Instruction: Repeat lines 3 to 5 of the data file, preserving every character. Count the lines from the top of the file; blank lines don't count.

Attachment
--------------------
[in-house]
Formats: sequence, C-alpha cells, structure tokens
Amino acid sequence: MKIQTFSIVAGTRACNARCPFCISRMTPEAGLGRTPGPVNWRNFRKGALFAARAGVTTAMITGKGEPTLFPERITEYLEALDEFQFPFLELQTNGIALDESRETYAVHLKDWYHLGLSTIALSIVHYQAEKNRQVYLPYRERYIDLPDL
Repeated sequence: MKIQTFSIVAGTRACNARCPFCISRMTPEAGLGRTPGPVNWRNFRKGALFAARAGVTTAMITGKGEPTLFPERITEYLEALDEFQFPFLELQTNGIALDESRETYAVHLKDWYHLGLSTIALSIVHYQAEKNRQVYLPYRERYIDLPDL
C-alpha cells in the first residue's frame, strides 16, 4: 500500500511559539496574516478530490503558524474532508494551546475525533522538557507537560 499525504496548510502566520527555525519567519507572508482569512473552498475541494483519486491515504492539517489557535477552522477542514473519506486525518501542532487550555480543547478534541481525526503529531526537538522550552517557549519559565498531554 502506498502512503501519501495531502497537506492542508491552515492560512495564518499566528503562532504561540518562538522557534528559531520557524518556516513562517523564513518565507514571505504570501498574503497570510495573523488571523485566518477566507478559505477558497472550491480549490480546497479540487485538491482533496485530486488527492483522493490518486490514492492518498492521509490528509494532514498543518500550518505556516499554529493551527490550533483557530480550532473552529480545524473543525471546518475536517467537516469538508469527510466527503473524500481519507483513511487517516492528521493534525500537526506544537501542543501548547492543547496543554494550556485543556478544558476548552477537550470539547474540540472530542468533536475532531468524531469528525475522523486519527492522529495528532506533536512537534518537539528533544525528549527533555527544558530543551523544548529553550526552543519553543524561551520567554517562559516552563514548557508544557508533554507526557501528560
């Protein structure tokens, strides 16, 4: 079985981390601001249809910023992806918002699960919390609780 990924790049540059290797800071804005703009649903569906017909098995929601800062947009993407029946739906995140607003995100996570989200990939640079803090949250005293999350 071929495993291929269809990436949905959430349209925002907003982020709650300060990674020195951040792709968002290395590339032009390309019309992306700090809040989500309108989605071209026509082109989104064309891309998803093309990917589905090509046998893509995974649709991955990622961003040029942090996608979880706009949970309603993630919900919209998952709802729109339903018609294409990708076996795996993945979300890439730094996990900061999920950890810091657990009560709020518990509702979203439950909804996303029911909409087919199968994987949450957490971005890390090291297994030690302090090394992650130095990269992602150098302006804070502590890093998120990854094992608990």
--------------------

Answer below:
Amino acid sequence: MKIQTFSIVAGTRACNARCPFCISRMTPEAGLGRTPGPVNWRNFRKGALFAARAGVTTAMITGKGEPTLFPERITEYLEALDEFQFPFLELQTNGIALDESRETYAVHLKDWYHLGLSTIALSIVHYQAEKNRQVYLPYRERYIDLPDL
Repeated sequence: MKIQTFSIVAGTRACNARCPFCISRMTPEAGLGRTPGPVNWRNFRKGALFAARAGVTTAMITGKGEPTLFPERITEYLEALDEFQFPFLELQTNGIALDESRETYAVHLKDWYHLGLSTIALSIVHYQAEKNRQVYLPYRERYIDLPDL
C-alpha cells in the first residue's frame, strides 16, 4: 500500500511559539496574516478530490503558524474532508494551546475525533522538557507537560 499525504496548510502566520527555525519567519507572508482569512473552498475541494483519486491515504492539517489557535477552522477542514473519506486525518501542532487550555480543547478534541481525526503529531526537538522550552517557549519559565498531554 502506498502512503501519501495531502497537506492542508491552515492560512495564518499566528503562532504561540518562538522557534528559531520557524518556516513562517523564513518565507514571505504570501498574503497570510495573523488571523485566518477566507478559505477558497472550491480549490480546497479540487485538491482533496485530486488527492483522493490518486490514492492518498492521509490528509494532514498543518500550518505556516499554529493551527490550533483557530480550532473552529480545524473543525471546518475536517467537516469538508469527510466527503473524500481519507483513511487517516492528521493534525500537526506544537501542543501548547492543547496543554494550556485543556478544558476548552477537550470539547474540540472530542468533536475532531468524531469528525475522523486519527492522529495528532506533536512537534518537539528533544525528549527533555527544558530543551523544548529553550526552543519553543524561551520567554517562559516552563514548557508544557508533554507526557501528560